For $10 visitors are allowed to partake in Mr Zinho’s Fa ceremony. After payment the priest grasps a necklace of cowrie shells, manipulating them into patterns to work out which deity is most relevant to the moment. Surprisingly he also inserts twigs between your correspondent’s toes, chain-smokes and offers more moonshine (in lieu of blood sacrifices, apparently). After 15 minutes the priest has reached the relevant spirits. They, via the increasingly inebriated diviner, inform your correspondent that, to live longer, he should eat less papaya and call his father more often.
Despite all this, Ouidah has not been spared the effects of covid-19. Residents are told to stay indoors as much as possible. Gatherings are restricted. Tourism has dwindled. But diviners are busier than ever, as locals seek their help with the pandemic. “There is a greater awareness of human fragility,” says Geoffrey Aidjinou, a guide. He explains that the Vodun god of wind is especially popular at this time. “Only it can speak to the invisible enemy in the air.”
Governor of Cross River, Ben Ayade has lifted the ban on religious gaherings in the state.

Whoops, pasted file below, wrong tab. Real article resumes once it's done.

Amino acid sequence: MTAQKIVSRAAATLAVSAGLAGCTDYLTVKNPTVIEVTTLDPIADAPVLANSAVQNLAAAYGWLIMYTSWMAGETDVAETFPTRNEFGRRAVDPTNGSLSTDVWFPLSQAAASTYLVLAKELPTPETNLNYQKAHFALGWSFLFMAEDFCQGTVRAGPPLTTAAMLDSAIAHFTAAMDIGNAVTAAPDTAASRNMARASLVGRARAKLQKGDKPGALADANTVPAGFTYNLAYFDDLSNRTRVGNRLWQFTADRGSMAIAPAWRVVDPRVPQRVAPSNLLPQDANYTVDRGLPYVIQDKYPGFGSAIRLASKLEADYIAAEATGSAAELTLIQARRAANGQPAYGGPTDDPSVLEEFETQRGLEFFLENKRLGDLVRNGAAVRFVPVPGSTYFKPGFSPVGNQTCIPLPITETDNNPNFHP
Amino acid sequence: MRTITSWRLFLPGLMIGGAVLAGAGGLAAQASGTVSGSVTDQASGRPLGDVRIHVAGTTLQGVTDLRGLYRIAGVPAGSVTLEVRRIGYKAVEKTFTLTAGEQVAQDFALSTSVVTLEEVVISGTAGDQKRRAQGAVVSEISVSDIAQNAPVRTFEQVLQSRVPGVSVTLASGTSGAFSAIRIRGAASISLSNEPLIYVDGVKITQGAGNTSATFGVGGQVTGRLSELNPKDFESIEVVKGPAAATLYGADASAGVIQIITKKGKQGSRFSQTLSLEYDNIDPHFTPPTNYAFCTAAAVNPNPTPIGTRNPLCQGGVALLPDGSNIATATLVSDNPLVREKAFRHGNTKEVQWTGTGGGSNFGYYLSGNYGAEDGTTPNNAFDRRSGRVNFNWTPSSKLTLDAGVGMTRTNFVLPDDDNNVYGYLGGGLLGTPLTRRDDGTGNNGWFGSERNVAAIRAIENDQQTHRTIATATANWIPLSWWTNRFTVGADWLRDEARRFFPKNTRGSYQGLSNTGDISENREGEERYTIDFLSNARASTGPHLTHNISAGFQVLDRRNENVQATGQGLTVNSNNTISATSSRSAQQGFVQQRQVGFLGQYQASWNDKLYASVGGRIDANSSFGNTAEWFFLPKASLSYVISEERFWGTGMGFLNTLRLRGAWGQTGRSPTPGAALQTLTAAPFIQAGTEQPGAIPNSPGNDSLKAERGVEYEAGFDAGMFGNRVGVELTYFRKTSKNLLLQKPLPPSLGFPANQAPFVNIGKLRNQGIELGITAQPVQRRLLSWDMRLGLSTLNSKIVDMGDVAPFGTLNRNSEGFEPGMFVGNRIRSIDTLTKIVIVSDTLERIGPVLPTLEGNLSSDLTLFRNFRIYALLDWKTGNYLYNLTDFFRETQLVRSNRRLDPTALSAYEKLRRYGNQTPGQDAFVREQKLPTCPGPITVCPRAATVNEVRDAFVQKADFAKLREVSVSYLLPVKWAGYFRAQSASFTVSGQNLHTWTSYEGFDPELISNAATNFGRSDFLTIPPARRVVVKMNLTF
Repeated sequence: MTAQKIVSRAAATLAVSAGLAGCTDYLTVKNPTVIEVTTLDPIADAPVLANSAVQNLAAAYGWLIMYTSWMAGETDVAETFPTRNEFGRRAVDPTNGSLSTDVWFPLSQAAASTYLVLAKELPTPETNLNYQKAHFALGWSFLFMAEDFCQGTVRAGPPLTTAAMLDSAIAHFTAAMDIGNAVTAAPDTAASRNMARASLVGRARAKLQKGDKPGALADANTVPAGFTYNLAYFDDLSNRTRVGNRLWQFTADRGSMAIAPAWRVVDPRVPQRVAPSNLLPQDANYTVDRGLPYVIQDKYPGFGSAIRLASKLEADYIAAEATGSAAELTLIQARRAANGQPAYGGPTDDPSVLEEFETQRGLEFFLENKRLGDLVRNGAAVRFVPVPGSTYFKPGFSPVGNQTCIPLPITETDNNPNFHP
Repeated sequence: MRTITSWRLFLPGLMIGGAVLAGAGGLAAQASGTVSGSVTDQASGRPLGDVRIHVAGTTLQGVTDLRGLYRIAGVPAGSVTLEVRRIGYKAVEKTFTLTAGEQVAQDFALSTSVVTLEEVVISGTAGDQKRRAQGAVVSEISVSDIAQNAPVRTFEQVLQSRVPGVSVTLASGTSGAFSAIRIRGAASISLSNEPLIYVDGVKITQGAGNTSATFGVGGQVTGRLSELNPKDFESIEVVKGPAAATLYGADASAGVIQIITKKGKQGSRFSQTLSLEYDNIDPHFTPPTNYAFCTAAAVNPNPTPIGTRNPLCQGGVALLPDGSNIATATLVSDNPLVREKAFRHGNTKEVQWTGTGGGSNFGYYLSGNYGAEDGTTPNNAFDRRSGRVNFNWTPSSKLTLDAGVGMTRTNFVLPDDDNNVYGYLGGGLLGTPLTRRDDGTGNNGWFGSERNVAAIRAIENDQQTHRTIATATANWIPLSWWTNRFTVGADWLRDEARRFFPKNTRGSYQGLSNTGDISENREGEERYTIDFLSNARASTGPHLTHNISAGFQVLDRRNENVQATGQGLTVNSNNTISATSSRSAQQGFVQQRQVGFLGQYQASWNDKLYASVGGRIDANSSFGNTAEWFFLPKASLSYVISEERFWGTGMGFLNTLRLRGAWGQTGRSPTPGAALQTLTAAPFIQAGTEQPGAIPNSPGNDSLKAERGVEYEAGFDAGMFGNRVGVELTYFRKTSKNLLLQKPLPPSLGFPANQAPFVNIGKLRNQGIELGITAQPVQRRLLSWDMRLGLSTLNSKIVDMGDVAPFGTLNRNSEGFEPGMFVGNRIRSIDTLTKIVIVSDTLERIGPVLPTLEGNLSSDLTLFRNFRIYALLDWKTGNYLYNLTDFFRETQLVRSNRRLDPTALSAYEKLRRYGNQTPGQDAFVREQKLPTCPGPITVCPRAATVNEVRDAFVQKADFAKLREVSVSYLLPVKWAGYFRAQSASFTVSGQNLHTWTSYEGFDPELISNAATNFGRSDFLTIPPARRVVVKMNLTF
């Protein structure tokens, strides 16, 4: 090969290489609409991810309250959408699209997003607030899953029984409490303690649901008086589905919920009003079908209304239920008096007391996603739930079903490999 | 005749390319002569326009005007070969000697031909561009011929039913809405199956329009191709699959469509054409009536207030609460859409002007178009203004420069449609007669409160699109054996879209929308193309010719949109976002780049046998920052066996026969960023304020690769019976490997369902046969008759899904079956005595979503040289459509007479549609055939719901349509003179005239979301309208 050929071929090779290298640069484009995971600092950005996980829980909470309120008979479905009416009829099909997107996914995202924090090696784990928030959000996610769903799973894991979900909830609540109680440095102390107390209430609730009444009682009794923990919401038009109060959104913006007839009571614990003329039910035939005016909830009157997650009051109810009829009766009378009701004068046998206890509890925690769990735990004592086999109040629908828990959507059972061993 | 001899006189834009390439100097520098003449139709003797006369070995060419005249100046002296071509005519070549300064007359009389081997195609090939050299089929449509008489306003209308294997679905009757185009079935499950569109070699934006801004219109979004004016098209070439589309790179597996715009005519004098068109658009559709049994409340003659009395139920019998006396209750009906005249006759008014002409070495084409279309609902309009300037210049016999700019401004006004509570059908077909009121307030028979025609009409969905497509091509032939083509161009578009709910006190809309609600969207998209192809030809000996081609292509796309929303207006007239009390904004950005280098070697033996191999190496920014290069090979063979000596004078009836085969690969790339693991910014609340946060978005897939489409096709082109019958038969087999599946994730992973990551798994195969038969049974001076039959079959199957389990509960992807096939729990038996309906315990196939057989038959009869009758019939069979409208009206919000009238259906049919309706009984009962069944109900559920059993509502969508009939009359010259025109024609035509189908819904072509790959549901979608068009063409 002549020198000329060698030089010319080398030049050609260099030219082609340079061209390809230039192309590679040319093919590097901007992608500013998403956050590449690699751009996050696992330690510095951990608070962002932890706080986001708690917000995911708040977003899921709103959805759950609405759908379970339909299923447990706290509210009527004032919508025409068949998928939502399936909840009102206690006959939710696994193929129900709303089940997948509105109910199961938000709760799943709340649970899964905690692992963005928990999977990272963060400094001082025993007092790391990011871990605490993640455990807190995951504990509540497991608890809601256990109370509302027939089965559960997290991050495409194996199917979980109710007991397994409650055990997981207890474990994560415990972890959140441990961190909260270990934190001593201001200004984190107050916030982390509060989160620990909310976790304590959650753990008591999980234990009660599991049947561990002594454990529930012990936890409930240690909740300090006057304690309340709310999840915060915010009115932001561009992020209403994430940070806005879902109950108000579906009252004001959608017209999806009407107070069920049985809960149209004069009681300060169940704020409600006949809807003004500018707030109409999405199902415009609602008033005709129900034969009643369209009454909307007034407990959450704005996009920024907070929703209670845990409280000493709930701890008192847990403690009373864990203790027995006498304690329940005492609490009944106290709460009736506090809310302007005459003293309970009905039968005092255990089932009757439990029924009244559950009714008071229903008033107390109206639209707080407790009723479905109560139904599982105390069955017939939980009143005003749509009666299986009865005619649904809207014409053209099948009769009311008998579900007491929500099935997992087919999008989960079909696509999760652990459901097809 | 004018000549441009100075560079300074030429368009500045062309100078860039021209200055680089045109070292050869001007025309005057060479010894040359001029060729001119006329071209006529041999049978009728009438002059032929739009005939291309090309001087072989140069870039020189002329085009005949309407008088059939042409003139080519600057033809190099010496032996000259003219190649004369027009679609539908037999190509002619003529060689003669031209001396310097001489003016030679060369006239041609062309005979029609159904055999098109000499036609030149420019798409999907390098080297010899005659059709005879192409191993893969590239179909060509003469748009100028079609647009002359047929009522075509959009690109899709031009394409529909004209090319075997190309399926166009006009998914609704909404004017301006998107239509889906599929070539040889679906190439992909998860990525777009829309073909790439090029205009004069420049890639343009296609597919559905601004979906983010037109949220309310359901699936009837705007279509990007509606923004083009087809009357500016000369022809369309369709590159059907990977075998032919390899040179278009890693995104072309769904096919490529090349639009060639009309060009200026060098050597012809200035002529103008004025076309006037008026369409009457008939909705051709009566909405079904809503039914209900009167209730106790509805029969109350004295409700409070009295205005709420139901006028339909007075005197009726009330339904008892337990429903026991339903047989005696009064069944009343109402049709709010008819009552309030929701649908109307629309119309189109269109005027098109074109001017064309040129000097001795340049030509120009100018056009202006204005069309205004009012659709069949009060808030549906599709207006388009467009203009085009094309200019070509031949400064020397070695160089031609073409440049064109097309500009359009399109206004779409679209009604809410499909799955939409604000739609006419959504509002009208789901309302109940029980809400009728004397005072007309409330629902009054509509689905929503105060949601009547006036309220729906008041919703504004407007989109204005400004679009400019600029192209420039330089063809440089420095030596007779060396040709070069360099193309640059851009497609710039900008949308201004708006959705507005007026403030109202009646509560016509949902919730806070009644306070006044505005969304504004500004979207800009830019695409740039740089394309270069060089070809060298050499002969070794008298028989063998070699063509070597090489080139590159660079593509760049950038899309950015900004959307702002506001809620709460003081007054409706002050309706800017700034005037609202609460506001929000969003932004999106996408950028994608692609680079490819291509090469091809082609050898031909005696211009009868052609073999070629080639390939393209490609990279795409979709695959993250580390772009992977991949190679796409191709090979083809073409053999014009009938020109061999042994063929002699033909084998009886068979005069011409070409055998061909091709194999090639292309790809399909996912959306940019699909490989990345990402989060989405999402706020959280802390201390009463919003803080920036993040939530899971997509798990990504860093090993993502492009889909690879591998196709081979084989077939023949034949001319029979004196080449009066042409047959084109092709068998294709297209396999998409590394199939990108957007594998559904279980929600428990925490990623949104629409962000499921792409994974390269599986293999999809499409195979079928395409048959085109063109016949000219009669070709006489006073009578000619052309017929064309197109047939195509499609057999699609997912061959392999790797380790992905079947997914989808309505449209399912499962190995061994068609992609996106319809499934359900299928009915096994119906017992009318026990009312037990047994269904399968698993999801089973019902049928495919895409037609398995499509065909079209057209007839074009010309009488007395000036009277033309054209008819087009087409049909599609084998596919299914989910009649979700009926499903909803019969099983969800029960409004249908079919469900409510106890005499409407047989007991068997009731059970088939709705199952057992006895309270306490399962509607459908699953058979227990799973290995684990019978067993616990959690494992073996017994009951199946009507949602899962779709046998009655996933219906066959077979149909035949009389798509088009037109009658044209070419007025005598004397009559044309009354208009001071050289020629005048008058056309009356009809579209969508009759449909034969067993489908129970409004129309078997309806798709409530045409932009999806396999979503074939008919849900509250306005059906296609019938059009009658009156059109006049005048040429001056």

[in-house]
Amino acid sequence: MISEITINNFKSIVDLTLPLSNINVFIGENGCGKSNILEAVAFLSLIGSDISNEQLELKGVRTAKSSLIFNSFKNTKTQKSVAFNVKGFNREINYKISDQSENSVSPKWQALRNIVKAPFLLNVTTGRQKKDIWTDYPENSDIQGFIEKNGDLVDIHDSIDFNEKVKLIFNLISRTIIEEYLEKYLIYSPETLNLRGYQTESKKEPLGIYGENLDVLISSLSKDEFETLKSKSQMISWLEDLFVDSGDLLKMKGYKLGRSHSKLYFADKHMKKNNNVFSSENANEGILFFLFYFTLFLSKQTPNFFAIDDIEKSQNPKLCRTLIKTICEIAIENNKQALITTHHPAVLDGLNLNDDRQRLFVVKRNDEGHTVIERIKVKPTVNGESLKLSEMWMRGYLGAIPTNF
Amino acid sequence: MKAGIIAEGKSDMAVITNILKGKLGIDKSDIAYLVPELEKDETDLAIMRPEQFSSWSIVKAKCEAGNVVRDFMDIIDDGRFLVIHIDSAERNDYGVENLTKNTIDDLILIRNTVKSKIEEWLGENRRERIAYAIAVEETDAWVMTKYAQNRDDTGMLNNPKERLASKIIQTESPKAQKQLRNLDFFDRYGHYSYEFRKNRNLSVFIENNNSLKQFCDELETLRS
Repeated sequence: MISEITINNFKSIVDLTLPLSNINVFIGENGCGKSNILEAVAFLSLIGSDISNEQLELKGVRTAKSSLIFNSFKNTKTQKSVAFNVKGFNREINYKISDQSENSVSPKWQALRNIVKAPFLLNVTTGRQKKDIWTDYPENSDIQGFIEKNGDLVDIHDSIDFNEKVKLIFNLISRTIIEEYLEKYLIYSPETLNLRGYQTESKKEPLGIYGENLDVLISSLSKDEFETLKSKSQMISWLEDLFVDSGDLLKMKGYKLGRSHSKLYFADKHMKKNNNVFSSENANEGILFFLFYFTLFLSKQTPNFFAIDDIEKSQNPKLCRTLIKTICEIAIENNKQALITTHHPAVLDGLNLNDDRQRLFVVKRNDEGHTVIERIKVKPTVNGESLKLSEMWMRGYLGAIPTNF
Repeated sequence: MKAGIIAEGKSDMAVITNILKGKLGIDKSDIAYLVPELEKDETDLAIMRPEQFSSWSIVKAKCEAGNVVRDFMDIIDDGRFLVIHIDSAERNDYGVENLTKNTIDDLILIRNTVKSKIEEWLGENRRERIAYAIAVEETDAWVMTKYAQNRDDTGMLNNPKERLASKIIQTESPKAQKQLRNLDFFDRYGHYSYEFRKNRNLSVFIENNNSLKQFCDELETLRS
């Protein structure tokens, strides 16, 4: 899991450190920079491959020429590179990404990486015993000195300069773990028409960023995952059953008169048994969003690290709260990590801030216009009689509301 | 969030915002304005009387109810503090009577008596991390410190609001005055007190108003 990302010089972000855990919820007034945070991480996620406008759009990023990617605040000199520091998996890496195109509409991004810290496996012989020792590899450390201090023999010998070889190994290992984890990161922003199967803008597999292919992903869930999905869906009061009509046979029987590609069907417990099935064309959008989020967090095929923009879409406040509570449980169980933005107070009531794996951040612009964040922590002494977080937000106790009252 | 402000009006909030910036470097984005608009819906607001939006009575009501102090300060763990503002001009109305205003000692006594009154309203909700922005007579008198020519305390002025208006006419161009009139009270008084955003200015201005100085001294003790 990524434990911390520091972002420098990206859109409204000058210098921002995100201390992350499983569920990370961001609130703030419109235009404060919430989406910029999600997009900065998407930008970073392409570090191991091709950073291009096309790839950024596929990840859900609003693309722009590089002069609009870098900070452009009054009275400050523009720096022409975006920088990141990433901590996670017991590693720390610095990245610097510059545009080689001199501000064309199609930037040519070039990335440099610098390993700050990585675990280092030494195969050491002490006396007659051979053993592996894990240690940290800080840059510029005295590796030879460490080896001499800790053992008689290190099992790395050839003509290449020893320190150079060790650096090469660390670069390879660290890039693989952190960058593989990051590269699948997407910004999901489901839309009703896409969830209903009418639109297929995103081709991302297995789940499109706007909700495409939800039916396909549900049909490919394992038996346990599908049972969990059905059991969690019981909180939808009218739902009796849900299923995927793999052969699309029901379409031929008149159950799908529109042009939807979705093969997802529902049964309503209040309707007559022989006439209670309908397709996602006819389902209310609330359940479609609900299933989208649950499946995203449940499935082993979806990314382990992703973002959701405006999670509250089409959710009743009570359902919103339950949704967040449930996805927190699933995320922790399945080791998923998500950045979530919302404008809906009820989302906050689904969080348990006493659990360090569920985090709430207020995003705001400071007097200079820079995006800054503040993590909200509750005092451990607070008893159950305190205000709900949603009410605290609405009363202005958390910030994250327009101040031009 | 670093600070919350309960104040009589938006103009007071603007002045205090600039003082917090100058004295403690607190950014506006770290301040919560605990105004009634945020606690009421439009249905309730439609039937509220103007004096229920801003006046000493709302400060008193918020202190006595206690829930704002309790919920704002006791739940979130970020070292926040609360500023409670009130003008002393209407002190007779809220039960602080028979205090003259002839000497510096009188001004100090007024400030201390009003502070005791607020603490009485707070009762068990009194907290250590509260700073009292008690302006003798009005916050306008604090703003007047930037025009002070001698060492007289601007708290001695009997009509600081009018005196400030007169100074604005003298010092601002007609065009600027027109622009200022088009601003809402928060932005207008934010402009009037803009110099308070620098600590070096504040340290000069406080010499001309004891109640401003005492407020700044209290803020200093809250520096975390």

This was contained in a statement issued by the governor on Wednesday.
According to the statement, the governor acknowledged the efforts and cooperation of religious leaders in the fight against the COVID-19 pandemic.
Ayade said he was “conscious of the spiritual economy”, and that his action was as a result of appeals by religious leaders in the state.
He, however, said worshippers must ensure that they comply with the directive on the use of face masks, and that such gatherings must not exceed the building capacity.
The governor also added that the state COVID-19 task force will be monitoring such gatherings to ensure compliance.
According to the situation report of the Nigeria Centre for Disease Control (NCDC) for May 18, 2020, Cross River has recorded the second lowest number of tests in Nigeria, with seven samples tested so far in the state.
The state is also yet to record any positive case of COVID-19.
Fake and bogus cure claims are a longstanding, but neglected public health problem. Throughout recorded history, plagues have inspired anxiety and desperation. Time and again, this public nervousness has proved a fertile ground for false cures and claimants to thrive. In this sense, recent claims of COVID-19 cures and antidotes are no exception.
During the Spanish flu, cure claims generated a false sense of safety that drove hundreds to defy closures and isolation. In the US, scores of bogus remedies alleging to cure the flu were sold under upbeat labels that undermined preventive action. One ad boasted:
When Vick’s VapoRub is applied over the throat and chest, the medicated vapors loosen the phlegm, open the air passages and stimulate the mucus membrane to throw off the germs.